Lockout hurts fundraiser
By TONY RICCIUTO Niagara Falls Review
Updated 2 days ago
For Bob Prankard, the Canada Post lockout couldn’t have come at a worse time.
His son, Wes, is in the final push to raise money to build a playground in Attawapiskat. Wes is walking a total of 1,287 kilometres, which is the distance between Niagara Falls and Attawapiskat, and is asking for 1,000 people to sponsor him for $10.
“We’ve received messages from people from as far away as Florida, saying that they’ve dropped a cheque in the mail,” said Bob. “With approximately $7,800 left to raise, this could really prove as a major challenge to his efforts.”
On Wednesday, the federal government said it plans to legislate an end to the postal strike. That came hours after Canada Post locked out workers who had been staging rotating strikes.
Canada Post and the Canadian Union of Postal Workers are engaged in a contract dispute and each side is blaming the other for not being able to reach a settlement.
Key issues include pensions, wages as well as health and safety matters.
CUPW launched a series of 24-hour rotating strikes, which the company says has cost them millions in lost revenue. On Wednesday, workers in Niagara Falls showed up for work and found they had been locked out.
Mark Thomson, secretary-treasurer for CUPW Local 574 in Niagara Falls, said his members went to work prepared to deliver mail on Wednesday.
“They have done something that is totally irresponsible by locking out their workers who came in and wanted to work today,” said Thomson. “The lockout has trapped a lot of mail in the system, which people have paid for, and it shows a lot of disrespect for their workers and customers of Canada Post.”
While Canada Post says mail volumes are down by 50% and it has been losing money, the union argues that’s simply not the case.
“If they would let you go inside the building and see how much mail is stacked up at everybody’s desk to deliver, it’s unbelievable. We haven’t had that much mail in years,” said Thomson.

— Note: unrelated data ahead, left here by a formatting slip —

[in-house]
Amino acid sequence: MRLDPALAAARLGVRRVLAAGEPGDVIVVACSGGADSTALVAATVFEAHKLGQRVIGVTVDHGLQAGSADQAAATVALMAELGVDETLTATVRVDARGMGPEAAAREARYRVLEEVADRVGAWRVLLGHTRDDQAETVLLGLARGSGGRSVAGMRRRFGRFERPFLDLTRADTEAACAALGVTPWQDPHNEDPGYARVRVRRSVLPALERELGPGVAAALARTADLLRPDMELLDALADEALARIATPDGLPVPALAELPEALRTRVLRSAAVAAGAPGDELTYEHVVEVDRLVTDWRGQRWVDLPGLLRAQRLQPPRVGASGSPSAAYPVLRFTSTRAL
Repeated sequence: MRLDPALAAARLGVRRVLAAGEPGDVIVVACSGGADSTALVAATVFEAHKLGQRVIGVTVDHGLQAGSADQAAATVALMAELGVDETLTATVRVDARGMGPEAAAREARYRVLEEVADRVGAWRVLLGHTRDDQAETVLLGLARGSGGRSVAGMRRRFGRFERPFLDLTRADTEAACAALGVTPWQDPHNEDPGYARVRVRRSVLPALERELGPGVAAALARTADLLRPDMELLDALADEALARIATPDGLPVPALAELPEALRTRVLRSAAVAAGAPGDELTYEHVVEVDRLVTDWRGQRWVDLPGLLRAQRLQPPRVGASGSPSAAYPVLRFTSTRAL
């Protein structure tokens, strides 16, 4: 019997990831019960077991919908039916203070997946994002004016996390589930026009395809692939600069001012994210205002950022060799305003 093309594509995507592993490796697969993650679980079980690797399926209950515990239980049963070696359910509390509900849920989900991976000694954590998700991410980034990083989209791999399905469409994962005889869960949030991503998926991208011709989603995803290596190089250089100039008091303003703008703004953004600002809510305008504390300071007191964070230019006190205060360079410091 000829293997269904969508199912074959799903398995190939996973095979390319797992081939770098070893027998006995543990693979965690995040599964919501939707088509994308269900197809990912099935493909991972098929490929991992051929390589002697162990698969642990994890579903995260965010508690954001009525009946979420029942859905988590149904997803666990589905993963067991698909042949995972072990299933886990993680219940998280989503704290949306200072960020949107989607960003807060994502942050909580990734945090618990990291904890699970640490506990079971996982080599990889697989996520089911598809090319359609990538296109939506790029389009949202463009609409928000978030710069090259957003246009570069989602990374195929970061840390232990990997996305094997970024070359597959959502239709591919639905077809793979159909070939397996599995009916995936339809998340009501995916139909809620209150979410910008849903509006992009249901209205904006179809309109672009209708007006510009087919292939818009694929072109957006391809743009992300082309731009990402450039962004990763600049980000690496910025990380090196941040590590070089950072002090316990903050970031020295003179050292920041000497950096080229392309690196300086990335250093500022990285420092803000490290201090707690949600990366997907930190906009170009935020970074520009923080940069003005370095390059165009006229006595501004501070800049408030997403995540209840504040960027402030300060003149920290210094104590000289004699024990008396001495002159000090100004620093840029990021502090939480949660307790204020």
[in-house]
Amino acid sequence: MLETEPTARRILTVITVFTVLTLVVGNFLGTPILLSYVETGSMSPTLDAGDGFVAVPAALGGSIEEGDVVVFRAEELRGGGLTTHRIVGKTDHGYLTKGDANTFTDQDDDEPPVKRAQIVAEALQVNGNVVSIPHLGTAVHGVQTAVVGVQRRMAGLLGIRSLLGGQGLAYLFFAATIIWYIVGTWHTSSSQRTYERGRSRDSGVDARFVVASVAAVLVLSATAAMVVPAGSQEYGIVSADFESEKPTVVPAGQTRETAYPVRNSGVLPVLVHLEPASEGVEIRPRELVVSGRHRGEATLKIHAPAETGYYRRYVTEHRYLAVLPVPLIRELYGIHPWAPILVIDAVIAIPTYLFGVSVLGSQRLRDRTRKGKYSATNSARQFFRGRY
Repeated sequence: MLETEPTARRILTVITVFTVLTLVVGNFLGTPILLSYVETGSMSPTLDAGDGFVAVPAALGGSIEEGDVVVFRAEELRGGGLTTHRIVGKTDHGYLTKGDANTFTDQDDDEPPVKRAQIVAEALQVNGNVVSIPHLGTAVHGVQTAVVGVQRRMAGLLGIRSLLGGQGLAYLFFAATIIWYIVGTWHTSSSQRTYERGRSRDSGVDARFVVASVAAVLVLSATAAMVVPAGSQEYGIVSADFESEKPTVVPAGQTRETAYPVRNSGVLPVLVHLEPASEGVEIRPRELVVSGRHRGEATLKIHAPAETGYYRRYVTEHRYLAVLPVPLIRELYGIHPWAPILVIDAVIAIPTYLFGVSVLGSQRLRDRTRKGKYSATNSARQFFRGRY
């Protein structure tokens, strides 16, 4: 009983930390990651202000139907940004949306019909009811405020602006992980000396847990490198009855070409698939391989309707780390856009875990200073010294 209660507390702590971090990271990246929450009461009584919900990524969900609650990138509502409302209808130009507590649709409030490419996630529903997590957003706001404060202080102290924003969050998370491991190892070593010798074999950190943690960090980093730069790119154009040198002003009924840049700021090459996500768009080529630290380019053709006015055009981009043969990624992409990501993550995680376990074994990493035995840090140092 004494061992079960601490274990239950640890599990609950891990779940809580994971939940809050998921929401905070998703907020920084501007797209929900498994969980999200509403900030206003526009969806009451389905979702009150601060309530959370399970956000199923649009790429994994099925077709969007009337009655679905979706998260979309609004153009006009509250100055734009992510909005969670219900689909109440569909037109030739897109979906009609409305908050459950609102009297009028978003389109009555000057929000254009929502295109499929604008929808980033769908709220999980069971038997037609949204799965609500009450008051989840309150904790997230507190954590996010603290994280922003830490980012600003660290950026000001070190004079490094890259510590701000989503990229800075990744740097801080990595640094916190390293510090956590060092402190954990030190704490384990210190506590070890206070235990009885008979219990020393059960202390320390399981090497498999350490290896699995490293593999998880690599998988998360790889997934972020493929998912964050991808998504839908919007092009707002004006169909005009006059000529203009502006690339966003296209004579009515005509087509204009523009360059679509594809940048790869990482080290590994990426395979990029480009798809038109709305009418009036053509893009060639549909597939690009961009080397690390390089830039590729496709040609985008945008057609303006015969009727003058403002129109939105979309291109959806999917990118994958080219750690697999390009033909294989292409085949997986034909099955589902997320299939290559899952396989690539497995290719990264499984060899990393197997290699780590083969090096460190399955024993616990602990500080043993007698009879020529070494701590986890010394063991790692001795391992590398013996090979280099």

“That mail should have been delivered today, but it’s sitting in different postal facilities because they locked everybody out last night.”
Some people who drove past the Queen St., post office Wednesday shouted nasty remarks at mail carriers walking the picket line, while some other drivers waved their arms or honked their horns to show their support for the workers.
“This is not a case like GM where they were losing money and they needed to have concessions. Canada Post is making money. We hope the public realizes we want to go to work, but they are not allowing us to do that,” said Thomson.
Paula DeWilde is another resident who has been impacted by the strike. She has hundreds of dollars worth of medical prescription receipts that need to be mailed to her insurance company, so she can be reimbursed for money she has spent from her own pocket.
The insurance company will not accept a fax of the receipts and the only other option she has is to send them out by courier service, which costs a lot more than the mail.
She also makes purchases through Ebay at different times and a number of items that she bought recently are sitting waiting to be delivered.
“Right now, I’m very alarmed because I have items being sent to me and they are just stuck somewhere in no man’s land,” said DeWilde.
Peggy Tedder Thompson said she mailed a Father’s Day gift, paid extra for next day delivery and now it’s sitting in a mail room.
John Law, finds himself in the same situation. He wants his $8 back from Canada Post because that’s why he paid extra to have his gift delivered to his father on time.
“They took that money with no problem, are they going to give it back to me with no problem? I’m paying extra for that guarantee,” said Law.
And just because there’s a mail strike, people are being reminded they still need to pay their utility bills on time.
Margaret Battista, vice-president of customer services for Niagara Peninsula Energy, said the company has taken steps to ensure both their customers and vendors will be looked after during the strike.
Billing and pre-authorized payments will continue on schedule. Every attempt is being made to ensure that bills are delivered to commercial properties. Collection action will be adjusted to account for no mail services.
Payments can be made a number of ways, including online banking, at financial institutions, by courier or dropping it off at their office at 7447 Pin Oak Dr. or 2676 Clifford St., in Smithville.
Customers can check their website at www.npei.ca for updates and information on how to sign up for electronic billing and payments.